Link[edit]

I don't know how to edit wikipedia very well or I would add this myself, but there is a post-hardcore band named Chiodos who has an album with the same title. I was just thinking that there should be one of those "For the Chiodos album see *insert link*" things at the top. —Preceding unsigned comment added by 75.7.200.151 (talkcontribs) 18:28, 3 June 2007

"Believed" with past participle[edit]

My grammar is getting a little rusty but does this edit need a verb, rather than a past participle used adverbially? The intent of the change is for the better. --Old Moonraker (talk) 07:38, 14 December 2009 (UTC)

Auxiliary verbs added.--Old Moonraker (talk) 07:41, 16 December 2009 (UTC)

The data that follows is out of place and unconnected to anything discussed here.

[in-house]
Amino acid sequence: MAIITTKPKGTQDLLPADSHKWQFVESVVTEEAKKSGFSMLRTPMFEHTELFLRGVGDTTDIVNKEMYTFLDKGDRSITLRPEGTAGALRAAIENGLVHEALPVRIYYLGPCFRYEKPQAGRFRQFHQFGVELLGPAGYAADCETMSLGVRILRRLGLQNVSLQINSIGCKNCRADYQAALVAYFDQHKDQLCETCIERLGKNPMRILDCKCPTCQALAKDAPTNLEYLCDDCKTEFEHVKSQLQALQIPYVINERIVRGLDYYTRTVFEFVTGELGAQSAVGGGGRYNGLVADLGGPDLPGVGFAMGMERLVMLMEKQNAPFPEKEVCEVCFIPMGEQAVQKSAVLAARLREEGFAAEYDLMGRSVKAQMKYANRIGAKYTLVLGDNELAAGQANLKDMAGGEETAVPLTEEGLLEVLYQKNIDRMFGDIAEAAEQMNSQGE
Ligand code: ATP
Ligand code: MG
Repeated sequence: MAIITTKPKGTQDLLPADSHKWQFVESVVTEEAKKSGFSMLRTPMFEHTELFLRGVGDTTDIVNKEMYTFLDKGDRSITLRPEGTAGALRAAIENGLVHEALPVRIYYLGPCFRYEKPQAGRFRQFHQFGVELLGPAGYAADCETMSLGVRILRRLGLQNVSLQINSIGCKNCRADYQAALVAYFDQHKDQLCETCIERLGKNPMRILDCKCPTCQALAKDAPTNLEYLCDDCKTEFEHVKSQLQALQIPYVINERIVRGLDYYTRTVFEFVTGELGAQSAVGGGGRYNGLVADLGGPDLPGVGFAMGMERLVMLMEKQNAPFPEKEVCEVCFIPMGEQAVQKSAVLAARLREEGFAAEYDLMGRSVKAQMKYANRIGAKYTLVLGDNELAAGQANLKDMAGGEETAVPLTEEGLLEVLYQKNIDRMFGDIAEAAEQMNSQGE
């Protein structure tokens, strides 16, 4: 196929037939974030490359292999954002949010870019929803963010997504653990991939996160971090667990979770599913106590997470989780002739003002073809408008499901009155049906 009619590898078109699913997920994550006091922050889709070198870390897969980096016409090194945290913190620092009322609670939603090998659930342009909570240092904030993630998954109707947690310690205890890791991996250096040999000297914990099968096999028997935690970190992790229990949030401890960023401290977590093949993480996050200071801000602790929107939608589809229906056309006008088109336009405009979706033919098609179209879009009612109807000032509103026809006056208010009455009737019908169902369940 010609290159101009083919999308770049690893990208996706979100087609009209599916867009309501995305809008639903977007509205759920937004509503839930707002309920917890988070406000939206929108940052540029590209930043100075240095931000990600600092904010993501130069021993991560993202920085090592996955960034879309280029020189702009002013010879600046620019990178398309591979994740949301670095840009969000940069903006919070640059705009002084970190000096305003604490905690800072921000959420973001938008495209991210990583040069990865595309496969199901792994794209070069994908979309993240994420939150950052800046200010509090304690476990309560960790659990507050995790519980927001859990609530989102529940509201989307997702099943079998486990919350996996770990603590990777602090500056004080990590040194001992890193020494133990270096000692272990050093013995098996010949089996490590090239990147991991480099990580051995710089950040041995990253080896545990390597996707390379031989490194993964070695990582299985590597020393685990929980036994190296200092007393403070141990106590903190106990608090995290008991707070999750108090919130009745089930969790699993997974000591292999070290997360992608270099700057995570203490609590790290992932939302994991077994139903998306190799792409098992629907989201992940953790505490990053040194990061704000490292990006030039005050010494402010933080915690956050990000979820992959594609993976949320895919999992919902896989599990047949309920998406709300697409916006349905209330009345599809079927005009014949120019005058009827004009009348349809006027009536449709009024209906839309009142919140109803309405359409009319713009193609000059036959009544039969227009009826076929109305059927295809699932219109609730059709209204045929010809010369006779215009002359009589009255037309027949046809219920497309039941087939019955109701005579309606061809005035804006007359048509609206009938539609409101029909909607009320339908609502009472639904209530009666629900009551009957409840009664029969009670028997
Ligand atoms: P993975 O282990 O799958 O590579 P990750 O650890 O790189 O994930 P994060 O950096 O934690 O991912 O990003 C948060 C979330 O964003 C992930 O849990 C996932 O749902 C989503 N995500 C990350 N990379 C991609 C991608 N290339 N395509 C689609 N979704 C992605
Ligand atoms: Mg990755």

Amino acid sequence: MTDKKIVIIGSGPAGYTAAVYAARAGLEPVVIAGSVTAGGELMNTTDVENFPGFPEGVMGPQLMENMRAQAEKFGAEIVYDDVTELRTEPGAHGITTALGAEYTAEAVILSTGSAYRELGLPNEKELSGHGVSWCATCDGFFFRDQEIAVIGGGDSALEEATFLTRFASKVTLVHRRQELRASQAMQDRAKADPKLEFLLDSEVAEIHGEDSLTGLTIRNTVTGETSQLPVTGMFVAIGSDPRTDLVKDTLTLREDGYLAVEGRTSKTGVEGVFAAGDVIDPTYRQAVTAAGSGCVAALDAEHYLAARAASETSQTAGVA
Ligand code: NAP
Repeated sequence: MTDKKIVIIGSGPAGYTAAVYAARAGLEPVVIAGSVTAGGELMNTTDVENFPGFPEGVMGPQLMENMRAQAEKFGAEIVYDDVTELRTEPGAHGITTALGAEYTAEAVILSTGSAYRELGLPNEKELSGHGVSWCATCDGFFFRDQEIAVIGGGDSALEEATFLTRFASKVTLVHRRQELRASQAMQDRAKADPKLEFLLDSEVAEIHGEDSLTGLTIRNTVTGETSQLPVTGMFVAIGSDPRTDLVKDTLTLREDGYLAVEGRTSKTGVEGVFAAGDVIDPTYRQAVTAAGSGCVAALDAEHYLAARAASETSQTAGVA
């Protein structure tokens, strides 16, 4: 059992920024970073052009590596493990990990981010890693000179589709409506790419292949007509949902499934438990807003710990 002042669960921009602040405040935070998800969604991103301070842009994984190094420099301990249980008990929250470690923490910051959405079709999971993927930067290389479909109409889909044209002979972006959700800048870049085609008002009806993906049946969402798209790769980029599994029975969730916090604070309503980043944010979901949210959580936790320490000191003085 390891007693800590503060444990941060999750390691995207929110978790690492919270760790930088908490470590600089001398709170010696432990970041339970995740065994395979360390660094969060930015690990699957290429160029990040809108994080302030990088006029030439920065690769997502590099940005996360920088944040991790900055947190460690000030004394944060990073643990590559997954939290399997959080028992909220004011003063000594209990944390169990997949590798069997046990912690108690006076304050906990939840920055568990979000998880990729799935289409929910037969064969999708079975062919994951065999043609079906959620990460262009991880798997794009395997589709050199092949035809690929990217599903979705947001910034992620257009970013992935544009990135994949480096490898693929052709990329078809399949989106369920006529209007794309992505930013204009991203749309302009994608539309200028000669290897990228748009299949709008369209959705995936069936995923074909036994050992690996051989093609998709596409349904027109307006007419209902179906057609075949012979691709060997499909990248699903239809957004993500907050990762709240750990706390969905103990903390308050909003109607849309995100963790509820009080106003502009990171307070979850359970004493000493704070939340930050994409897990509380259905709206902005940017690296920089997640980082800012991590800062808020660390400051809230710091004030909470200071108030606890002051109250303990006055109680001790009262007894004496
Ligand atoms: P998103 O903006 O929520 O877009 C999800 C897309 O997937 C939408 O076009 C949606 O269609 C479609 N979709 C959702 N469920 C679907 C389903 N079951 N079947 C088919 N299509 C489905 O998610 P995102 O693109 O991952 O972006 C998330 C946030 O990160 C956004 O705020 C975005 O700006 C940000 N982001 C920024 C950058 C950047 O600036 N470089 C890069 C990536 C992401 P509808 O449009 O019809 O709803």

Performance History[edit]

"the earliest occurred in 1741 ... while the actor playing the King of France subsequently died" - the rest of the cast are presumably still alive? This vague and woolly paragraph confuses more than it explains about the play. —Preceding unsigned comment added by Heenan73 (talkcontribs) 14:40, 12 May 2011 (UTC)

Expanded, to give the circumstances. --Old Moonraker (talk) 15:35, 12 May 2011 (UTC)

How about two synopses, one short and one long?[edit]

What I've found on other Shakespeare-play pages is that the synopsis is often short enough to be useless (Henry V page, I'm looking at you!). Why not use a "short synopsis" section, and a "full synopsis" section, for this and every Shakespeare play?

I wrote the long synopsis for this play. If it's too long, that's fine, I don't want to engage in a style war around here. But I think every S. play page could benefit from a synopsis with enough detail that one can follow the course of the plot.

— Preceding unsigned comment added by 73mmmm (talkcontribs) 16:14, 24 December 2014 (UTC) The above is my attempt at discussing the synopsis length 'too long' template.